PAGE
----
From Pastor Sarah
Last week, my sermon focused on 1 Corinthians and the debate over eating sacrificed meat. Paul pointed out that this raging debate wasn't really about their diets, it was about their witness. Our actions should always be influenced by the question: Does this action show God's love?
It's tempting to turn our faith into a morality lesson. Certainly our faith in Jesus affects our sense of right and wrong but Jesus did not die just so we could get a new set of rules that we would then - because we're human - fail to follow. No, Jesus showed us something beyond ethics, beyond morals. Jesus showed us love and love isn't summarized in a list of right or wrong actions.
Listen to the sermon here.
This week, my sermon will focus on Mark 1:29-39, where Jesus heals illness and casts out demons. As I've prayed and discussed and studied this text, it's become abundantly clear that deeply faithful people have a variety of viewpoints on what is meant by these demons. We don't know exactly what plagued the people Jesus encountered. Were they displaying symptoms of what we'd now consider mental illnesses? Were they epileptic? Were they possessed by an evil spirit that goes beyond modern scientific explanation? Does that spirit still enter people's bodies now? Does it operate on a more communal level? What is evil anyway?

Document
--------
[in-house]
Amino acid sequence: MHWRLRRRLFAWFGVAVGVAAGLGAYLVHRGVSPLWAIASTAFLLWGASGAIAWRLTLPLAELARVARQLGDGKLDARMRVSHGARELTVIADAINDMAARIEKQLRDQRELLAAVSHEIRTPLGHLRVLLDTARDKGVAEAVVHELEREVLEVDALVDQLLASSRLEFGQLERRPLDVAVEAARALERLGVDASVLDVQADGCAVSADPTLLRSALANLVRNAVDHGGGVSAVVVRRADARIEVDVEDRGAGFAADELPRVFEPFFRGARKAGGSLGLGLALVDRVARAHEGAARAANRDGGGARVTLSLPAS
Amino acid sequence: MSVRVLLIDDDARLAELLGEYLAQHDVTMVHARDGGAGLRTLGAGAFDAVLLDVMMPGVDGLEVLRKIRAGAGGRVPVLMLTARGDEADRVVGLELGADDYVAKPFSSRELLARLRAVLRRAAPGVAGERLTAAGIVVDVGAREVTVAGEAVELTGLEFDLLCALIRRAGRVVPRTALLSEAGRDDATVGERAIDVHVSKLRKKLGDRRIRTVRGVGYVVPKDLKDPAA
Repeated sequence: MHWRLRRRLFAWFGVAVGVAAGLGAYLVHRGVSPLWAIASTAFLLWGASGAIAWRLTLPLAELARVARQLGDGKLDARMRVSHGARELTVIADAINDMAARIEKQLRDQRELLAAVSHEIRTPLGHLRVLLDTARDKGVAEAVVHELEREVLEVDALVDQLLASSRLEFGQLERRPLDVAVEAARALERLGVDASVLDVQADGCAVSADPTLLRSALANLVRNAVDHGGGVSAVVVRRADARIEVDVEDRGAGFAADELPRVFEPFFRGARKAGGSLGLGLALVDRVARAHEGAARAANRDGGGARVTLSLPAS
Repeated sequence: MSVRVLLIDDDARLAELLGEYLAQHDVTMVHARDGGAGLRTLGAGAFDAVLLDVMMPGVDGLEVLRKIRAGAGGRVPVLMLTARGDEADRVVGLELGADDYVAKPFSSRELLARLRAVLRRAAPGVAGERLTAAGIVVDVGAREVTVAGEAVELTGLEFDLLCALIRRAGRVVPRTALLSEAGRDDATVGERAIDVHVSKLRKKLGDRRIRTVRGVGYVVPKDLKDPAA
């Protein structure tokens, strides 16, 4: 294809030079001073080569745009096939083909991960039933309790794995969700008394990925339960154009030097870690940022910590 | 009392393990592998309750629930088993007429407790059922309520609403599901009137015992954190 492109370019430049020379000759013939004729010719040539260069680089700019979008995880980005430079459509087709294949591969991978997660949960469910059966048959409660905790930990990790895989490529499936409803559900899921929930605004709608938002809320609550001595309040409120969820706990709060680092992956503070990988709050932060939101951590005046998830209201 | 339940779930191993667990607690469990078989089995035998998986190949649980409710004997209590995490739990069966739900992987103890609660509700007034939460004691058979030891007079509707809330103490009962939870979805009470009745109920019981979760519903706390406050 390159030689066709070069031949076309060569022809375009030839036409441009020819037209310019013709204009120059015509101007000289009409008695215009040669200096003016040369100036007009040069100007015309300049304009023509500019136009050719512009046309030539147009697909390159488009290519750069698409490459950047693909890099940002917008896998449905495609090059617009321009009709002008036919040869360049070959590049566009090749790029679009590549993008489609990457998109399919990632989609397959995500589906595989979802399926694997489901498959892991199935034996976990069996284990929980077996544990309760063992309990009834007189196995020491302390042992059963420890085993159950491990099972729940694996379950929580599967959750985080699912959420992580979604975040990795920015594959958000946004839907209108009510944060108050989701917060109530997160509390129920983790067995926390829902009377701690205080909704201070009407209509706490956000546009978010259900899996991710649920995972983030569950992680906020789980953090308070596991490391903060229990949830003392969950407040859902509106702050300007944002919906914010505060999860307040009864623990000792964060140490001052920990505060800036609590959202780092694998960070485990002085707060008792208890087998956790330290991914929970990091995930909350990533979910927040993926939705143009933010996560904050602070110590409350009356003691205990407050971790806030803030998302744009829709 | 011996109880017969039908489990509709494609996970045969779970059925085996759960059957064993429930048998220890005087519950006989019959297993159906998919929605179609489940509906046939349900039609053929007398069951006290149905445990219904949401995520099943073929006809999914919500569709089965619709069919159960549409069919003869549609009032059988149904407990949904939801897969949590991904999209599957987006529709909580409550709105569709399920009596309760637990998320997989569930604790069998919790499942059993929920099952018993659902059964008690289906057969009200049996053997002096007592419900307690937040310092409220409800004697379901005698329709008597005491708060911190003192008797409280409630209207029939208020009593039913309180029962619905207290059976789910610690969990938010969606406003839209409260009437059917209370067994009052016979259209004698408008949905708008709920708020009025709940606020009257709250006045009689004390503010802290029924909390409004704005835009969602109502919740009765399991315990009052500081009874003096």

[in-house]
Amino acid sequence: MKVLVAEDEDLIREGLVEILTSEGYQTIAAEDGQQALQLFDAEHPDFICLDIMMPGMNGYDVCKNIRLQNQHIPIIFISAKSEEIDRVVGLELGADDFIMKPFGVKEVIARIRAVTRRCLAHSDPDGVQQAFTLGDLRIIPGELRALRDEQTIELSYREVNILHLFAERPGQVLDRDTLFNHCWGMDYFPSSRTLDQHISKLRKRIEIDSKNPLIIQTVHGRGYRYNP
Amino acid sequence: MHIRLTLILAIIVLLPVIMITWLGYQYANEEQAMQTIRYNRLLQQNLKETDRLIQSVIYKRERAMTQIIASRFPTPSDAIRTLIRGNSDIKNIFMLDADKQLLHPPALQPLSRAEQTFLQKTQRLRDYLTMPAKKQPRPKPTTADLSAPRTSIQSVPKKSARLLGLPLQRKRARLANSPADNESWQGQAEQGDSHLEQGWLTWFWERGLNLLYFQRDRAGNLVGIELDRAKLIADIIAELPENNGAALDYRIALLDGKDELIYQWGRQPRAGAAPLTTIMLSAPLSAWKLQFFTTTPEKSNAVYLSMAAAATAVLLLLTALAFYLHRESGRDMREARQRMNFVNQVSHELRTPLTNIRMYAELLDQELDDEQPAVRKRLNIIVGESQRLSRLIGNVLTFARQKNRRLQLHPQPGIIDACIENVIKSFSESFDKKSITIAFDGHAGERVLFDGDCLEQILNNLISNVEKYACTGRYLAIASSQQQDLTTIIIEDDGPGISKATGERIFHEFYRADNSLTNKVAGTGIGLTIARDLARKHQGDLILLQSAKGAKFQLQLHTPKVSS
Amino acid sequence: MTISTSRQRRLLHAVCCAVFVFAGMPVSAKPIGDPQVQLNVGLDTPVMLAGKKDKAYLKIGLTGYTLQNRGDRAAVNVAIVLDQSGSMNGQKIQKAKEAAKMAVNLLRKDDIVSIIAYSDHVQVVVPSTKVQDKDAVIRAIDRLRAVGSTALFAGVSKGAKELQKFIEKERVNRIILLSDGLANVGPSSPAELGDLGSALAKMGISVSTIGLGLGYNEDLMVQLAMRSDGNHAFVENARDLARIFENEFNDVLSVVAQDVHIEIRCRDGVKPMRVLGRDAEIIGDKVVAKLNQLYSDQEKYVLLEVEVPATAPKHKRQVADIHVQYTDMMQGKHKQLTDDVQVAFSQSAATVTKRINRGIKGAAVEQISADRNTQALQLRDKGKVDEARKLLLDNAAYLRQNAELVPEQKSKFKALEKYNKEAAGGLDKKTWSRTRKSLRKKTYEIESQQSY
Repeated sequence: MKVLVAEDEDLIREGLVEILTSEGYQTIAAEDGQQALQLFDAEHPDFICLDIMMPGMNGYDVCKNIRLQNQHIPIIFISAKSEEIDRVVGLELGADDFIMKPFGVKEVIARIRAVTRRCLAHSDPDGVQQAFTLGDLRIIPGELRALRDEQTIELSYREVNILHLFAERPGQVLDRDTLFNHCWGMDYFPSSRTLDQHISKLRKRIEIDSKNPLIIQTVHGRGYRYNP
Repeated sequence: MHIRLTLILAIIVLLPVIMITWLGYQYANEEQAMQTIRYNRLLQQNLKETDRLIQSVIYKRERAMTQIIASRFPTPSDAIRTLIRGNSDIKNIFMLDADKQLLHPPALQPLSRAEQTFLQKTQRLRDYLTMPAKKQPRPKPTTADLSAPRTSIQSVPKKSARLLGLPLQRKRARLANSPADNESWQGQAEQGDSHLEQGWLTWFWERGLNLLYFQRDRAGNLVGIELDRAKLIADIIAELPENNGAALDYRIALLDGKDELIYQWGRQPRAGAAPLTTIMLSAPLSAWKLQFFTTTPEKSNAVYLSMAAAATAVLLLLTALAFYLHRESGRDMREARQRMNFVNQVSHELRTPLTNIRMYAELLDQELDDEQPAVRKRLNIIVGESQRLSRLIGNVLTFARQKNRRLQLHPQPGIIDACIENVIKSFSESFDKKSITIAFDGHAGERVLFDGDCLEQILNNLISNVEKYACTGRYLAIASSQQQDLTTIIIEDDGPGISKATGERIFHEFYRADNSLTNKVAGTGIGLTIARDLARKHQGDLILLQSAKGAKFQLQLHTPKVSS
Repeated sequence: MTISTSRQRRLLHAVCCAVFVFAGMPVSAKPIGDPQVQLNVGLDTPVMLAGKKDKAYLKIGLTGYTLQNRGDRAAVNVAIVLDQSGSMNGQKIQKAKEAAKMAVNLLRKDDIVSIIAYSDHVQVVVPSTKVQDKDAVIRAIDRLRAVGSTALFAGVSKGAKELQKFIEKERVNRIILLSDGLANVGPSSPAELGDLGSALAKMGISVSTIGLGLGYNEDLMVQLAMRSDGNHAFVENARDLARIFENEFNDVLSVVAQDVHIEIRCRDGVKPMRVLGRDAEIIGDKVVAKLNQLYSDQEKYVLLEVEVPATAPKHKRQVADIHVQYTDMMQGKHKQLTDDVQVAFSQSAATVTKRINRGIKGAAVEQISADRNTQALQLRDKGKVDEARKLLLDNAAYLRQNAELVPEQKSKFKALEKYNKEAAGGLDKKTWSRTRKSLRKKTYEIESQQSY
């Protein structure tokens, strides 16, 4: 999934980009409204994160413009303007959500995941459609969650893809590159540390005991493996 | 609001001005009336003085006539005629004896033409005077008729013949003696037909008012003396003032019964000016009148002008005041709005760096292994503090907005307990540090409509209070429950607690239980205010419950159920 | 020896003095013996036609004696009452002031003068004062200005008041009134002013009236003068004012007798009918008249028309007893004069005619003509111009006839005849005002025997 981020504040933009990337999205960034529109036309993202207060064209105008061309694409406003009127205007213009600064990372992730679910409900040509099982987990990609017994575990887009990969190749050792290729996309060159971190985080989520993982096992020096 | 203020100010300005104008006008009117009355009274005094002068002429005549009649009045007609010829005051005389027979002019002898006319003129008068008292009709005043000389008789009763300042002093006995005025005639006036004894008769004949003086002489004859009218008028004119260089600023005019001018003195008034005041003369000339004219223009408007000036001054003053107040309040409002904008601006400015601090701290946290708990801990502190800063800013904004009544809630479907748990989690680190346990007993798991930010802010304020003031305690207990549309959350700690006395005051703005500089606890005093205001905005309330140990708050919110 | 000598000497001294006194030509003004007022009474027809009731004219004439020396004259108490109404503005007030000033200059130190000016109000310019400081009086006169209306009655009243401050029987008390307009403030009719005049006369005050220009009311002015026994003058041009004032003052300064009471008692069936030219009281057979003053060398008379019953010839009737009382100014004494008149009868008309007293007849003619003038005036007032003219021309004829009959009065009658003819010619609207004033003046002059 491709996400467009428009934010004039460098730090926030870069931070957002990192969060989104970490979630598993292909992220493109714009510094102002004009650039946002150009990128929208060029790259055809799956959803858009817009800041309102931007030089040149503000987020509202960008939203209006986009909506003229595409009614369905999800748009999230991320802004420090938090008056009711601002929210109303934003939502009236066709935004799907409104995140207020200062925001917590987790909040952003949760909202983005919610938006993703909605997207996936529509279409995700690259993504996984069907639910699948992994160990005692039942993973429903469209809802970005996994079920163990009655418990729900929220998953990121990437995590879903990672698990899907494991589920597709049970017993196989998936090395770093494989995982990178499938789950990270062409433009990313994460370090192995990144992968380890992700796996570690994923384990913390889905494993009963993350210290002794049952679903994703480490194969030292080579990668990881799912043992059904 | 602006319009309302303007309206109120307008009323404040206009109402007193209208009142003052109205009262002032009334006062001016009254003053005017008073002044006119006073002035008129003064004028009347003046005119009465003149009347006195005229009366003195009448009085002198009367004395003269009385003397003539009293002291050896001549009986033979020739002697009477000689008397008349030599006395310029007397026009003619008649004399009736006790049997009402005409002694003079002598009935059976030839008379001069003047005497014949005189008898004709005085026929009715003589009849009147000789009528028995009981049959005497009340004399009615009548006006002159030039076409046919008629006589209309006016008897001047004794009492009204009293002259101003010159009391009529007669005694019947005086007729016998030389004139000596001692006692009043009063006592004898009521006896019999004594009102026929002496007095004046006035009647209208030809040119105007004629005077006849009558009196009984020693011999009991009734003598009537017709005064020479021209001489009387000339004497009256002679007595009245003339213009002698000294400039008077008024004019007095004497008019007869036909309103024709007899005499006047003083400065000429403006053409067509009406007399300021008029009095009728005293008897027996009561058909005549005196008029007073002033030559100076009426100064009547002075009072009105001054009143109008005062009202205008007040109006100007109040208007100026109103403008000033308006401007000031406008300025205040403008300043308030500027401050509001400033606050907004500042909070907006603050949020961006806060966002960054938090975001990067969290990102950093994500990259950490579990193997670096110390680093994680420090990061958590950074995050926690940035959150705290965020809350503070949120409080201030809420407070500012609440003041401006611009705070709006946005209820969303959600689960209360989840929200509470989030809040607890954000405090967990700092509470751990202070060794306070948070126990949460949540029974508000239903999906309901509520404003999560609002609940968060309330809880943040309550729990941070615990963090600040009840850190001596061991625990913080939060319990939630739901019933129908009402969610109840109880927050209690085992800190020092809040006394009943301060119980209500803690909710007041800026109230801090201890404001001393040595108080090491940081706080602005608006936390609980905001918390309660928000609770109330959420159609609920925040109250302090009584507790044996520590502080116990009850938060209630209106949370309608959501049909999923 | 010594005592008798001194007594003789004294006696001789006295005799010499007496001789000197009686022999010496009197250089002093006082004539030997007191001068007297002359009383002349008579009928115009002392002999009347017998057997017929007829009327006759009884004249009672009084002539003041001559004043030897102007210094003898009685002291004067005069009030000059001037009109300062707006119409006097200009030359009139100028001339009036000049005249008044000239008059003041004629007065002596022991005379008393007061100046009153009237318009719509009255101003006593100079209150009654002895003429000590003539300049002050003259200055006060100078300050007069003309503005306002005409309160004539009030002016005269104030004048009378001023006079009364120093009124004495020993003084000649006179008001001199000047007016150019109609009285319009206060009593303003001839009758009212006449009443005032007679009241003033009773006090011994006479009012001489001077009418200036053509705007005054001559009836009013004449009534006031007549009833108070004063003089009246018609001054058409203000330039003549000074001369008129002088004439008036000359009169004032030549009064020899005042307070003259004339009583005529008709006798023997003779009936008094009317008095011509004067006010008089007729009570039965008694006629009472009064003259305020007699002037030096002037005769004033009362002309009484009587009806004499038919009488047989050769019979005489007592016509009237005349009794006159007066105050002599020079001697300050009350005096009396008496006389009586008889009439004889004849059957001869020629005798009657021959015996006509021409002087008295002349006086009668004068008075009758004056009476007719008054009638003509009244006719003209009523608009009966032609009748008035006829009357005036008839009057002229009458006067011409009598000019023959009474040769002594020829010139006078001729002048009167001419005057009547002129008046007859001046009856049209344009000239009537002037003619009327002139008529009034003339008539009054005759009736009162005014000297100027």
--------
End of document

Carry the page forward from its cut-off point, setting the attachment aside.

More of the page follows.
I admit that I'm puzzled by what exactly Jesus was doing back then or what the corollary would be for our time. But I can say this for sure: Jesus was concerned with healing bodies and spirits, individuals and communities. The healing ministry of Jesus is one that can speak directly into our lives, for as we all know, everybody is in need of healing of some kind.
- When you think about evil and demons, what comes to mind?
- Jesus went out in the wilderness to pray. Is it difficult or easy for you to find time alone to pray?
- In what way are you in need of physical healing? Do you ever feel like you have a demon that needs to be cast out?
Be at Peace,